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Letters to the editor, week of June 12


Kudos to the Journal

Thank you for important information covering many topics. As an African-American female Jew, I’m feeling pressure from all sides. I’m glad you’re out there.

The article about Michael Twitty: Thank you (“A Taste of Black History and a Side of Jewish Culture,” March 31).

Laura D. Joyner
Los Angeles

… or Not

Lately, I hate to take your paper in hand because it is more political than Jewish.

I find the same vitriolic remarks as Sen. Chuck Schumer’s, audacious and calumnious, insulting our president.

You also are insulting your other readers who value and respect Donald Trump.

The only Jew at heart in your newspaper is David Suissa. He lived in another country as a Jew, and he understands the plight of Judaism better than anybody else.

Tame your horses, get a feeling for your readers.

Elvira Schwartz
Los Angeles

Foundation Forging Change With Grants

I want to commend the Journal for the important public service provided through its coverage of the inaugural Los Angeles edition of Slingshot, A Resource Guide to Jewish Innovation (“New L.A. Guide Spotlights Top Jewish Nonprofits,” June 9). Since its inception, Slingshot has become the Michelin Guide of Jewish social innovation, serving an instrumental role in calling attention to and recognition for initiatives that are reimagining and reanimating our communities. It is an invaluable resource for, among other purposes, engaging volunteers and highlighting funding opportunities for prospective donors.

As Slingshot Executive Director Stefanie Rhodes rightly notes, Los Angeles is at the epicenter of Jewish social entrepreneurship. Consequently, the Jewish Community Foundation of Los Angeles (The Foundation) is duly proud to be a sponsor of the new Los Angeles edition. It makes me prouder still that 15 of the 26 organizations featured on the local list — and no fewer than five in the Slingshot national edition — were recipients of significant seed funding from The Foundation in the form of our annual Cutting Edge Grants. This support has enabled the launch of many of the listed organizations as well as the creation of catalytic new initiatives within established institutions. Since 2006, we have awarded more than $15 million to more than 80 innovative local programs that engage and forge inclusive pathways into local Jewish life.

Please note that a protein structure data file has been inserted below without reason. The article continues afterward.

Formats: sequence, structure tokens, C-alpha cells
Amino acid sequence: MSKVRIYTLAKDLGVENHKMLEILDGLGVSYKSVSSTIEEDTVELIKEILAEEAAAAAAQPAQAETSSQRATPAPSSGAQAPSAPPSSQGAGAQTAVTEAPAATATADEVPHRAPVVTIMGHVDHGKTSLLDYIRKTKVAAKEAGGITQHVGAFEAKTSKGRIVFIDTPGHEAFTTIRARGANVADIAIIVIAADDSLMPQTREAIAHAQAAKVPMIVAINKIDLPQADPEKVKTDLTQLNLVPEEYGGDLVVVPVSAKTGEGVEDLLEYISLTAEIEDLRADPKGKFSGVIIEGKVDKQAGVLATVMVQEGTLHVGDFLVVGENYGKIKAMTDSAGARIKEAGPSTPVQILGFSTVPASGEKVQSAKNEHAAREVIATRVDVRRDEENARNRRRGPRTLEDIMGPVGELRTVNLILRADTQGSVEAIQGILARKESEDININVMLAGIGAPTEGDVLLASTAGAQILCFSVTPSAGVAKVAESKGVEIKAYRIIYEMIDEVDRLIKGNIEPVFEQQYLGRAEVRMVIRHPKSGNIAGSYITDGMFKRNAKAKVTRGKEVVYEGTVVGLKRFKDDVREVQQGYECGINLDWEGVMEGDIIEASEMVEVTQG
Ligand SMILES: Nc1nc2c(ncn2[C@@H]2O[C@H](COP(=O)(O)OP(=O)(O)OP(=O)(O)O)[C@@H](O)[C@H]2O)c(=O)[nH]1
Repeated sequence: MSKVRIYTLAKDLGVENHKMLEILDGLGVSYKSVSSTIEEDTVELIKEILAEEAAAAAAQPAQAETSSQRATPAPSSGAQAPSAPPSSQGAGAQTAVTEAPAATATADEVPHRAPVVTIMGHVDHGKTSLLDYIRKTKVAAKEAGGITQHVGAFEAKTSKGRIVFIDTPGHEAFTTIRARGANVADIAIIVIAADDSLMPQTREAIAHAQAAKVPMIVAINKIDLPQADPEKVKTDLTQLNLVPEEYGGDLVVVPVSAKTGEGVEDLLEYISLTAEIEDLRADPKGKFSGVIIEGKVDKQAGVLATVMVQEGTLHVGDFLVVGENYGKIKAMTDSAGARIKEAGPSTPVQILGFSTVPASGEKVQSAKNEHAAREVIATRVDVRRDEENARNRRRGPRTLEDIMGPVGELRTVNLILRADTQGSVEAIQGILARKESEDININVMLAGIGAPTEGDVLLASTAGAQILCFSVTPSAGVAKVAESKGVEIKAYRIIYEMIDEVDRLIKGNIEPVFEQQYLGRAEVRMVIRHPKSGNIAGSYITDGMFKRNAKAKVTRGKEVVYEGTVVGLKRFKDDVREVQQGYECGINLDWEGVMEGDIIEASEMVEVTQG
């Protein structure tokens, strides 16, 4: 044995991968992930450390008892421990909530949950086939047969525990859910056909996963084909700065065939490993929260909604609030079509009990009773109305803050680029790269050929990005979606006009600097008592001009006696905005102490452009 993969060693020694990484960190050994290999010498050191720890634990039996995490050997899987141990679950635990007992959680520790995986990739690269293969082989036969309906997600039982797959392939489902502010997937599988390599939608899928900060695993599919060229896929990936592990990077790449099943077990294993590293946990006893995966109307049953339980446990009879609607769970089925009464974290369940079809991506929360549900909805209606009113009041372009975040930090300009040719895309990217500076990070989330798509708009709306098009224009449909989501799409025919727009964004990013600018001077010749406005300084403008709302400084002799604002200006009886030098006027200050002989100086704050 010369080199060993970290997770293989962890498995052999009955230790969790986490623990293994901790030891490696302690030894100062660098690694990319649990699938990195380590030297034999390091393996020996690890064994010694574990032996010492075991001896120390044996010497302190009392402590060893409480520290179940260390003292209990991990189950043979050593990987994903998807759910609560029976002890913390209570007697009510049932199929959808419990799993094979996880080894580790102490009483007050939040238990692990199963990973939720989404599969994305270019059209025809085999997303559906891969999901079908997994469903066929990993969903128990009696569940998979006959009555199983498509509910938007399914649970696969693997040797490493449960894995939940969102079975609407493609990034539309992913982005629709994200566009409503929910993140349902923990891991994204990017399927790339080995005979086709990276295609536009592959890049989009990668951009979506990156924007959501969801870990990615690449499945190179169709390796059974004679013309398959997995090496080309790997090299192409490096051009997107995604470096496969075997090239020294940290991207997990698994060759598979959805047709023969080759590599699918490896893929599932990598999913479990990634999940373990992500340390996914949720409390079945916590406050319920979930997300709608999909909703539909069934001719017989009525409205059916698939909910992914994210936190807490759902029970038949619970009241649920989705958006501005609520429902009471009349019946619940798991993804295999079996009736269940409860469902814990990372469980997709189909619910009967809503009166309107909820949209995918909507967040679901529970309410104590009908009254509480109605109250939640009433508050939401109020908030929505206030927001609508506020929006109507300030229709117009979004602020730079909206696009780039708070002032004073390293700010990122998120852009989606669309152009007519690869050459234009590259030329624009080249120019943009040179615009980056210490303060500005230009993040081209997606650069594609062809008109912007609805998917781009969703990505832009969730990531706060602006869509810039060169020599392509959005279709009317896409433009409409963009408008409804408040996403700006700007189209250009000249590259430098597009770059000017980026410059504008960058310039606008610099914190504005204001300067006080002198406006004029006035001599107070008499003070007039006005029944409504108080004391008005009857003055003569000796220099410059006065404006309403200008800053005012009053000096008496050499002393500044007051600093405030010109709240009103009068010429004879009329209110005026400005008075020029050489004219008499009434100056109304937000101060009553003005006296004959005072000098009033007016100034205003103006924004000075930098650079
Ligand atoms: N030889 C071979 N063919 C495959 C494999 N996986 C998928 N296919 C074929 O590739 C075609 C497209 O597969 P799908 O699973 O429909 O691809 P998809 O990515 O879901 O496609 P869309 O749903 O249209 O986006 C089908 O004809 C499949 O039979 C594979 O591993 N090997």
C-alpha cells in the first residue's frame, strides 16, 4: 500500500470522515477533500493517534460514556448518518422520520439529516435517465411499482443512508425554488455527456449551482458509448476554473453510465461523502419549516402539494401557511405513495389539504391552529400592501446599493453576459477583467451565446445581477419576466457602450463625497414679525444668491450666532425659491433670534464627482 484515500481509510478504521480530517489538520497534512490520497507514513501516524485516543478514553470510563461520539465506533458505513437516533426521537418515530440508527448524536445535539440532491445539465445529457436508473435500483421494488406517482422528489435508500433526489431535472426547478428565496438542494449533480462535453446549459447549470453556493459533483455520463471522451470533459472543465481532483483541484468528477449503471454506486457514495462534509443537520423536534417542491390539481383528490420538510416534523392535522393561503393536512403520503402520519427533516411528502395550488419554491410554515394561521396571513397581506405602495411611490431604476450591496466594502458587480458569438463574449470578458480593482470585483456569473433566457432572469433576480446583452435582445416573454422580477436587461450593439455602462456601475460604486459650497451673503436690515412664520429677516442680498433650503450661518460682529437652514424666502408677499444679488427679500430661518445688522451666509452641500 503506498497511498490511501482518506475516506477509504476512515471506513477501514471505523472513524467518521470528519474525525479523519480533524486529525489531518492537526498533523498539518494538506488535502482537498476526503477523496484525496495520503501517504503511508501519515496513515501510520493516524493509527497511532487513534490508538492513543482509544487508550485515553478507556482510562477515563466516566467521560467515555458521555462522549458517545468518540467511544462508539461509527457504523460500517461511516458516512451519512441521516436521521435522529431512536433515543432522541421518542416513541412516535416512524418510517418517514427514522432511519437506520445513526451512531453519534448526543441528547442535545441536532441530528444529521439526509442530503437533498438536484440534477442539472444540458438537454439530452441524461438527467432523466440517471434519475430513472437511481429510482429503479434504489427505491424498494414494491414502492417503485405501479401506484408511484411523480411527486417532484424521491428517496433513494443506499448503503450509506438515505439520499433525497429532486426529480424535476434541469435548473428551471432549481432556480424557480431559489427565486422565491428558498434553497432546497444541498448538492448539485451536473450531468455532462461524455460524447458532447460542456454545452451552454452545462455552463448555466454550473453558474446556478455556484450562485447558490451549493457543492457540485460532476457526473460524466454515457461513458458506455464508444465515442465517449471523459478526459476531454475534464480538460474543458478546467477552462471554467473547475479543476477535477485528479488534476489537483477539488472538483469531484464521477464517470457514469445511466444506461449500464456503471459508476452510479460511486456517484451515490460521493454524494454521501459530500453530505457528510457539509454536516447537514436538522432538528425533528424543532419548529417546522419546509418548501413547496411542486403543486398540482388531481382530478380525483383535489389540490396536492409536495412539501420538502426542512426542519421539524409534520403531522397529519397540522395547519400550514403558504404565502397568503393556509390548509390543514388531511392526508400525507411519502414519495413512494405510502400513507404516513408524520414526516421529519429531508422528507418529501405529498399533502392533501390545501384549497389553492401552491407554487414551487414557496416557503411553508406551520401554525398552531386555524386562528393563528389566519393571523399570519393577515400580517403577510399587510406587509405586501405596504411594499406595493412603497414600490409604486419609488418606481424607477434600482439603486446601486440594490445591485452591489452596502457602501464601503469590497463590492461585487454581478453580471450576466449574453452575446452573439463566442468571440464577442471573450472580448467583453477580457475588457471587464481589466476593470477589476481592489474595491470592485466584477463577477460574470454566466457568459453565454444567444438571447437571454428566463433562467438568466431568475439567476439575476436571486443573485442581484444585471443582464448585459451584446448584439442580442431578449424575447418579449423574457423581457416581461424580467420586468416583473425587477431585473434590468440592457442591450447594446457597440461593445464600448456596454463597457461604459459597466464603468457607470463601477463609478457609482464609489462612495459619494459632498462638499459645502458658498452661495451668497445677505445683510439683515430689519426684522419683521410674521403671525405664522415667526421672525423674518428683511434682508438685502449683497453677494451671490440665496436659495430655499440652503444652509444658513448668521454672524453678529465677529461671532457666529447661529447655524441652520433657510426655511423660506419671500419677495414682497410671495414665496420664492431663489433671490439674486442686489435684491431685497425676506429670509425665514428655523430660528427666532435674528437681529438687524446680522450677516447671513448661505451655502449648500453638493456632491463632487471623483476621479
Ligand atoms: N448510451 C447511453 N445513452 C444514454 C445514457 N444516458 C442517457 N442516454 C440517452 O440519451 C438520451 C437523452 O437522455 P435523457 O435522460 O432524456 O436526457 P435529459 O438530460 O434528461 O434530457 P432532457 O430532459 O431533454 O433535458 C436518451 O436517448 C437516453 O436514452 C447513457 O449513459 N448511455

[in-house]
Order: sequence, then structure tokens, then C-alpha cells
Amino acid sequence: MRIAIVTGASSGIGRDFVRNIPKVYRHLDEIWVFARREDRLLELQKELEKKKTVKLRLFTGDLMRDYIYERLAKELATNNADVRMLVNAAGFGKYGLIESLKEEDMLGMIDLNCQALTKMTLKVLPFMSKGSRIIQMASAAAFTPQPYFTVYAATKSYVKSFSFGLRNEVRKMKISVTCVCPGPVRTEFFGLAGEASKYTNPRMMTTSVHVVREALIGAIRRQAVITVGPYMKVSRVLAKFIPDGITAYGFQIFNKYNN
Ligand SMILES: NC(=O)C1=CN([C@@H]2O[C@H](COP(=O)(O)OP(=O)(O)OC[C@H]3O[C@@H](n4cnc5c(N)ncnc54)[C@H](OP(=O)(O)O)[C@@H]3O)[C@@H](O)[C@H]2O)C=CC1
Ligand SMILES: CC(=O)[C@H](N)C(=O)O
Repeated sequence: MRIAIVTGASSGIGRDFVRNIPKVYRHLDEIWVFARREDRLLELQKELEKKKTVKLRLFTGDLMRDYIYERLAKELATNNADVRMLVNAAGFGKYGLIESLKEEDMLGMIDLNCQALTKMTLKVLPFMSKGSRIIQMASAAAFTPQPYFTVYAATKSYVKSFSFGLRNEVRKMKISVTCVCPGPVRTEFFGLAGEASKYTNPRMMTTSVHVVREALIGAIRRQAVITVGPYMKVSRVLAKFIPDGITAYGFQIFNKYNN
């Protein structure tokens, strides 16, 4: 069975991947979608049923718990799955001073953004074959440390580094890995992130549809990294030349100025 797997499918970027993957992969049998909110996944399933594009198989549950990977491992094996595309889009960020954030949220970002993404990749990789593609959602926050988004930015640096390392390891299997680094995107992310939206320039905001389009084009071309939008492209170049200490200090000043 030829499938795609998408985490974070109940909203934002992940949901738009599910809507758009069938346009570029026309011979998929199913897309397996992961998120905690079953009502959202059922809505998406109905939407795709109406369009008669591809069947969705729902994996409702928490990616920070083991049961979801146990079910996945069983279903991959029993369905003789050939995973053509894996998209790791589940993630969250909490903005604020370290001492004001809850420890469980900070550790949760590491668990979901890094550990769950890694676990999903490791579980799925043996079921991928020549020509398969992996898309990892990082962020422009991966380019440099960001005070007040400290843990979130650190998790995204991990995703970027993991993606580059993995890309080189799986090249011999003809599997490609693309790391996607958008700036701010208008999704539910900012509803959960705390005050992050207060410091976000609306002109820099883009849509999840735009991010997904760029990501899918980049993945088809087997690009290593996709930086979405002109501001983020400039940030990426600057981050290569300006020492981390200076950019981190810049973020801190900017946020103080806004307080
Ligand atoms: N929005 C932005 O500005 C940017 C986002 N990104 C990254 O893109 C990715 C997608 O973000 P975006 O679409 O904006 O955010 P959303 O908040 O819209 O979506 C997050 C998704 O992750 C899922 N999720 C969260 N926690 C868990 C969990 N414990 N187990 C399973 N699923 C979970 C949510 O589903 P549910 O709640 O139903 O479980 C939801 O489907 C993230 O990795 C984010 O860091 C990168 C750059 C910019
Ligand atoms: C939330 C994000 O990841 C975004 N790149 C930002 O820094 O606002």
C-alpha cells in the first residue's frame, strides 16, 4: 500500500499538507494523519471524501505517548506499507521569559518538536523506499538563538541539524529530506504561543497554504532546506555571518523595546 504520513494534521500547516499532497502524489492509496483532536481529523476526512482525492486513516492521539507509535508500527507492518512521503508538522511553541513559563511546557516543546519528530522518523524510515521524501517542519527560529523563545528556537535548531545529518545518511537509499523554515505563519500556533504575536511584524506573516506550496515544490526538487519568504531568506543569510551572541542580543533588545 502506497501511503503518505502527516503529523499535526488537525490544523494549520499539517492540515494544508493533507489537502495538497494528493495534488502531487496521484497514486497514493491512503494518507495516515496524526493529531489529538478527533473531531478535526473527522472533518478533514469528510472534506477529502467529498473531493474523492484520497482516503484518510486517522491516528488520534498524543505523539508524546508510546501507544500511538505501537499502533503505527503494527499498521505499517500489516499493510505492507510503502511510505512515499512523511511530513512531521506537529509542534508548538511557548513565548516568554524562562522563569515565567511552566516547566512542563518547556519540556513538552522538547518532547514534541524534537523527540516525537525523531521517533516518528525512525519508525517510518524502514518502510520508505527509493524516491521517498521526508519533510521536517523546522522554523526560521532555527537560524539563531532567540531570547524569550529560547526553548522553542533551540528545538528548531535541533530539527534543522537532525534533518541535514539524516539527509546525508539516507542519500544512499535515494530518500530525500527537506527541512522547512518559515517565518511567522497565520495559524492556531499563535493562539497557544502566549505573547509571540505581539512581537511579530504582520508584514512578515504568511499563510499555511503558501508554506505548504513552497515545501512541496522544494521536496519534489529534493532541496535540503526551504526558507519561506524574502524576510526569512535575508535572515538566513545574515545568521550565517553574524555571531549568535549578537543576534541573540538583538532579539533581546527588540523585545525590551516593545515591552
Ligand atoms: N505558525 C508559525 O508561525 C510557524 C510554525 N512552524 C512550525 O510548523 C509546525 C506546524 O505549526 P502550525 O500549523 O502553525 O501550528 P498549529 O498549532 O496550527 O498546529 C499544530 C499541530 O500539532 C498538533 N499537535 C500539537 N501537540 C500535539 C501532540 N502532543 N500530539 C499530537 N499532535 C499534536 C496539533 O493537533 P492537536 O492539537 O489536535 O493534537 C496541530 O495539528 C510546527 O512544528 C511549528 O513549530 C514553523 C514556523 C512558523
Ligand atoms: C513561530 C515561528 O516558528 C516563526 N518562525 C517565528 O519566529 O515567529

These social entrepreneurs and their organizations’ lay leaders are igniting the flame beneath the local Jewish future. It’s a fire that burns brightly and will serve as a beacon for us all.

Marvin I. Schotland
President and Chief Executive Officer
Jewish Community Foundation of Los Angeles

Prager Should Know Better

Once upon a time, before Dennis Prager blamed all things negative on liberals, he would tell his radio audiences that he deplores generalization.

I’m a liberal and Prager doesn’t know me. Moreover, to the best of my knowledge, he doesn’t know any of my family or friends. And I doubt he knows “all” liberals he condemns. Because some of us don’t agree with every observation he expounds upon doesn’t make all of us responsible for destruction of Western civilization.

Prager should stay true to who he says he is. All liberals, all Jews, all ‘whatevers’ are always on the wrong side of an issue. Generalizing, and its next step down, stereotyping, is the stuff of ignorance. Isn’t a recognized great thinker like Prager beyond that?